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Old 07-11-2018, 10:13 PM   #1
Tuna-Salad
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Default Supersonic Ejection

Punching out at mach speed should kill the pilot. Just sayin...
There was a story of F-15 pilot that survived, but it seriously F***** him up.
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Old 07-11-2018, 10:54 PM   #2
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Quote:
Originally Posted by Tuna-Salad View Post
Punching out at mach speed should kill the pilot. Just sayin...
There was a story of F-15 pilot that survived, but it seriously F***** him up.
Yeah, it's normally, what, less than 300 KIAS for safe punch outs?
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Old 07-12-2018, 12:10 AM   #3
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As I read somewhere, there's not that many times it's really happened (planes are not usually supersonic, and pilots try ride the aircraft to sub-sonic speeds if they can), but when they have to, it's not instant death.

2 crew of a surveillance version of the SR-71 ejected at M 3.25, both survived the ejection (one drowned after landing in the ocean).
Add in that you know the F-15 pilot above survived,
George Franklin Smith ejected from an F-100 at M 1.1 in 1955 and survived,
Jon “Jughead” Counsell ejected from a supersonic F-15 in 1996,

So a couple of minutes searching turned up 5 Western pilots that have survived supersonic ejection (plus a guy who did it from a rocket sled at > M1 at ground level as part of testing, so 6 really), then take into account that the Russians have always built better ejection seats than the West anyway & presumably that means there will be some Russian survivors.

Doesn't seem to lead to a conclusive "Punching out at mach speed should kill the pilot..."
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Old 07-12-2018, 12:13 AM   #4
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what, do you think the sound barrier is a wall that smacks the pilot lmfao
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Old 07-12-2018, 01:42 AM   #5
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Oh I think they're right that it's a pretty brutal experience that can kill you, but it's not quite a miracle if you survive.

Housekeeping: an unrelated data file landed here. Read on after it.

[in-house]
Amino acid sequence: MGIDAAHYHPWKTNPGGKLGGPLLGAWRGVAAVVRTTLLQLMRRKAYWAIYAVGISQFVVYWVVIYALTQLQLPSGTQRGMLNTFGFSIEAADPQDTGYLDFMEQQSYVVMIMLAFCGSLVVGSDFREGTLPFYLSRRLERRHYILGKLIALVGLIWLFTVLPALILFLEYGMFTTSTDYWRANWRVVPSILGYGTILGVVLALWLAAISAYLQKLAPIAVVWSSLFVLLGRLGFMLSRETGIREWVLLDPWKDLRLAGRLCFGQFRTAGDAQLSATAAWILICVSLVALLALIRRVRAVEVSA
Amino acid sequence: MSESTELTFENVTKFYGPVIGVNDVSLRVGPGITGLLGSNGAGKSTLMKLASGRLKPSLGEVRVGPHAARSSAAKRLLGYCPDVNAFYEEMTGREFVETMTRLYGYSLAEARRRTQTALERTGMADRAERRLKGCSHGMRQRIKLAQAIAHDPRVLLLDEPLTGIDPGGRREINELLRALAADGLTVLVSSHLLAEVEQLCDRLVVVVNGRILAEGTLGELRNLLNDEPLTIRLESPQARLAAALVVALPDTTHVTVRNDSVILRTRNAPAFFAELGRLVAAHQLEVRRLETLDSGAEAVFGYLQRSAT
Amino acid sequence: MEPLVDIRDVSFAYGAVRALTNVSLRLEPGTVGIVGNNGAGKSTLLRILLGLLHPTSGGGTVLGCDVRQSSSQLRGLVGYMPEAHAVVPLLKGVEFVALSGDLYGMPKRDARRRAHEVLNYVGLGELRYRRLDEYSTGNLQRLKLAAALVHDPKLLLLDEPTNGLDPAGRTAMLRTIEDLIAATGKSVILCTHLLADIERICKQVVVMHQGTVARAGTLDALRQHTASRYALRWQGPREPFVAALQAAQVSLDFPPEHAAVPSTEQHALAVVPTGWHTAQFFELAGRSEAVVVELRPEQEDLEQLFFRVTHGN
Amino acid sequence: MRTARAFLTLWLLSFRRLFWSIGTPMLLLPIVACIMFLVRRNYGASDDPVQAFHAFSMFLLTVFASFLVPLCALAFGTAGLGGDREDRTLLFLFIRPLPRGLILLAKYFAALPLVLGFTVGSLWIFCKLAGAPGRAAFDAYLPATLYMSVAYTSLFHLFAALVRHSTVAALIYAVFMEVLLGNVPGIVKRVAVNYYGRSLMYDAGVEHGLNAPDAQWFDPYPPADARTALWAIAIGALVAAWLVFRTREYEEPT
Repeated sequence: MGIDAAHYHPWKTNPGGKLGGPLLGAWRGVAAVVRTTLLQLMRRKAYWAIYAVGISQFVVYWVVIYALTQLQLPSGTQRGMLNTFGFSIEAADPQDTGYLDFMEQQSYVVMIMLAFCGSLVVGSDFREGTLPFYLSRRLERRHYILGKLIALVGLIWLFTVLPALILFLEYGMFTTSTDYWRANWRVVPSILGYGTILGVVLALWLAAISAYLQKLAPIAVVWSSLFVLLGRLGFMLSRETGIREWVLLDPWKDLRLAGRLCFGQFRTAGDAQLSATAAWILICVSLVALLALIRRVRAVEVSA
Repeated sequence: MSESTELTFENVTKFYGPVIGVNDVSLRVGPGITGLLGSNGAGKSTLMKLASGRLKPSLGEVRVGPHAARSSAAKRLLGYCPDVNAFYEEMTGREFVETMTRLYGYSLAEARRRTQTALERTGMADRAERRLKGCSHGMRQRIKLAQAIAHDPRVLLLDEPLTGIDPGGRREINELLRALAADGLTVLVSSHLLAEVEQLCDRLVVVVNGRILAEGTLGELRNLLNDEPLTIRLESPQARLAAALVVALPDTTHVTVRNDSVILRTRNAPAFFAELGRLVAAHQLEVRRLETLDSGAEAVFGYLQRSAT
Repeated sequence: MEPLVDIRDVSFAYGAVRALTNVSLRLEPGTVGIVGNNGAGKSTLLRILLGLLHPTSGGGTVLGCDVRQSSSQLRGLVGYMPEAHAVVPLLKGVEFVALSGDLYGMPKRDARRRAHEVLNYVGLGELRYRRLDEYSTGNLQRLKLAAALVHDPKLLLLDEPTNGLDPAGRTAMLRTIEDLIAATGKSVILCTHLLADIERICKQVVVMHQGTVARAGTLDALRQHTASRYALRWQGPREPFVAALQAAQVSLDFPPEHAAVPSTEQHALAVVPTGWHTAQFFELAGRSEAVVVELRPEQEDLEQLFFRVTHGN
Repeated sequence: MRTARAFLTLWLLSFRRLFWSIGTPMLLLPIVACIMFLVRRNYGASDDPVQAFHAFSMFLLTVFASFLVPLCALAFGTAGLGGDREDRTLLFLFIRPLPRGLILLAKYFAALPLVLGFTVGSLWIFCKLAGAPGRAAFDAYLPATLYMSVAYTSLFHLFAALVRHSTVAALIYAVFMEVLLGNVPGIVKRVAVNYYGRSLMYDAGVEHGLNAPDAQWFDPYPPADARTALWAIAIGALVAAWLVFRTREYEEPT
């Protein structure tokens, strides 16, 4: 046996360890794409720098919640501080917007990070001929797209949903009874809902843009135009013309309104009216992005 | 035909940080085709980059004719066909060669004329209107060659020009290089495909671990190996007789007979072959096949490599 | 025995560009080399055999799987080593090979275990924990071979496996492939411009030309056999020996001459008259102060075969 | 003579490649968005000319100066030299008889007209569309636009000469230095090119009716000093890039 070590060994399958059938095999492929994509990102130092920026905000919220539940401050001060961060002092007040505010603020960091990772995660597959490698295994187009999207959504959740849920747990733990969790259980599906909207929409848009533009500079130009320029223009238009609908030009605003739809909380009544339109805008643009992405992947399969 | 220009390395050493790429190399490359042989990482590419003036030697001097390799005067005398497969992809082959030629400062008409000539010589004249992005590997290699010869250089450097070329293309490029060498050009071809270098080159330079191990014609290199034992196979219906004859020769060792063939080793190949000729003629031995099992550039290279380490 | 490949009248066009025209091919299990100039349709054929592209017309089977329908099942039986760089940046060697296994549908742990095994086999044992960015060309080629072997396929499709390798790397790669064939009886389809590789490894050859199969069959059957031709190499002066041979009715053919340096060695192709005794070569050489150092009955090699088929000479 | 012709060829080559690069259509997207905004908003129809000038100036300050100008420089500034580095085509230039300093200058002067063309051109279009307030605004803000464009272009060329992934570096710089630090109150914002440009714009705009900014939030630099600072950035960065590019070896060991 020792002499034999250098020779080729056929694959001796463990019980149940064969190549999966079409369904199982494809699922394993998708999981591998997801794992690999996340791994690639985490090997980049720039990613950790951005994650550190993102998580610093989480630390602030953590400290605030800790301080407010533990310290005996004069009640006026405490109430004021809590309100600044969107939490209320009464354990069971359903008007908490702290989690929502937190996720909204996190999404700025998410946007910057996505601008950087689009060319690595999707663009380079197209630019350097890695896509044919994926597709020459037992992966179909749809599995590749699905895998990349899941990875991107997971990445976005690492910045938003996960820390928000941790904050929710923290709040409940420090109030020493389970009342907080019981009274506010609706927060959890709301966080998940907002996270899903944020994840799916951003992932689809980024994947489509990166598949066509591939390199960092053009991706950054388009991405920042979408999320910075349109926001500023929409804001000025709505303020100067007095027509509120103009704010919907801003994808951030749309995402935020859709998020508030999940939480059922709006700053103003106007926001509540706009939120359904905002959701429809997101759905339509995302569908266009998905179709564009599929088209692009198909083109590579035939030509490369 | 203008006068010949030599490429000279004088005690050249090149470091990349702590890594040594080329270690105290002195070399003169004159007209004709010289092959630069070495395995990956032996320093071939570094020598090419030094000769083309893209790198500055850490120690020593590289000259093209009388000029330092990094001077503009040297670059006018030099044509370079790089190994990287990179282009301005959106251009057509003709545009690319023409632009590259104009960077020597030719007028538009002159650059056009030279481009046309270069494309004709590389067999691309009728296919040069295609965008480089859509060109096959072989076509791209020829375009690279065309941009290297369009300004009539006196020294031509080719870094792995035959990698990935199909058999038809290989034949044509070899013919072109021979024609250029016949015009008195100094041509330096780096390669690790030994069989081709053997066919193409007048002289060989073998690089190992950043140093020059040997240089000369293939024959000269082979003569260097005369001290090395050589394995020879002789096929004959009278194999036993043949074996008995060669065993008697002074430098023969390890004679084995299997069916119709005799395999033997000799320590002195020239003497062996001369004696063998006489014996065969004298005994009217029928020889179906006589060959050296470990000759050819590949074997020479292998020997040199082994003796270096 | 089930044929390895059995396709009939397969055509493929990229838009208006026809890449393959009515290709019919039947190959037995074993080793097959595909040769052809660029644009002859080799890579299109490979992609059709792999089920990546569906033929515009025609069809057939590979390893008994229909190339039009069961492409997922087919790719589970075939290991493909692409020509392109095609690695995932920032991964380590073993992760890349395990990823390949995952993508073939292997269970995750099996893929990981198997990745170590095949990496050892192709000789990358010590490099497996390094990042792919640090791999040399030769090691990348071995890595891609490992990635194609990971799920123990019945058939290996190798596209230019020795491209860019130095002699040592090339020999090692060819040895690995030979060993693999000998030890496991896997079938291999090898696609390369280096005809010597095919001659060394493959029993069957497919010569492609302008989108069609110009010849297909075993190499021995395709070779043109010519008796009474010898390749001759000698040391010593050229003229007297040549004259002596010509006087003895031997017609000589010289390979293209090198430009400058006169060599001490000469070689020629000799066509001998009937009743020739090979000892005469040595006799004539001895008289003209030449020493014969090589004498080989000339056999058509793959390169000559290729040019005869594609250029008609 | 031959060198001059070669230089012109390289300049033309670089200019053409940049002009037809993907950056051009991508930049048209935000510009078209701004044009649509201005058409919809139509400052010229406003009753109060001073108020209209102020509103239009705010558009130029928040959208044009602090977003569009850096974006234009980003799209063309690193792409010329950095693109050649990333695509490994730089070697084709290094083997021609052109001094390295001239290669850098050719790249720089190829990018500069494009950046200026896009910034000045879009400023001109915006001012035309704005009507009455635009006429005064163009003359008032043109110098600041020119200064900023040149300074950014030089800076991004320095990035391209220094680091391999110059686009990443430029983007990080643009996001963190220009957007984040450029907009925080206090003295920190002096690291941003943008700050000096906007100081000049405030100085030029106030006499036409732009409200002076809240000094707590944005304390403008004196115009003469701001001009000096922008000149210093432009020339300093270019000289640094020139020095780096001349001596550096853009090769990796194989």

Even sub-sonic, you can end up in hospital.
There's an account by a Lightning pilot who ejected at M 0.98 & ended up with his leg broken sideways at the knee and his arm broken sideways at the elbow
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Old 07-12-2018, 02:38 AM   #6
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The SJU-17 is a 0-600 knot and at an altitude 0-50,000 ft ejection seat. I worked on these for seven years. Well mostly I worked the SJU-5 which was the predecessor to the NACES but I did work on a few of those as well at 125. It’s not the seat that can’t function. But the human body can only take so much. But it is survivable, you just won’t be having a good day if you do.
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Old 07-12-2018, 03:47 AM   #7
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Quote:
Originally Posted by Weta43 View Post

.......then take into account that the Russians have always built better ejection seats than the West anyway & presumably that means there will be some Russian survivors.
Really!!!!
I'd like to know where you pulled this info out from?

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Old 07-12-2018, 04:18 AM   #8
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You would also have to account for air density / eject speed for the survivability of the ejection.
At the SR-71 heights you can free fall at Mach 1.25.

Skydiver hit Mach 1.25
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Old 07-12-2018, 10:22 AM   #9
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Quote:
Originally Posted by probad View Post
what, do you think the sound barrier is a wall that smacks the pilot lmfao
Depending on altitude and air density.. yes.. suddenly hitting the wind will destroy you. I am active skydiver and have jumped from DC-9, 200 knot exit speed is pretty brutal. From zero to.. bam.... Per the other guy talking about the skydiver that hit mach.. he was MUCH higher than the SR-71 could fly. It is worth noting that in the skydiver manual prior to him doing that jump the effects of supersonic flight were unknown on the human body. It makes sense that when going faster than the speed of sound you are past the shock wave so it will not affect. However in the case of ejecting at high speed... you would not come out of it in good health.

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Old 07-12-2018, 10:31 AM   #10
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Everyone knows that ejecting is a traumatic experience, and the faster you're flying the more violent the slipstream will be.

I hardly think that at Mach .99 you'll survive, and Mach 1.0 you're a dead man. And once you've punched out, it is endex anyway, so what difference does it make whether you'd be injured or not?
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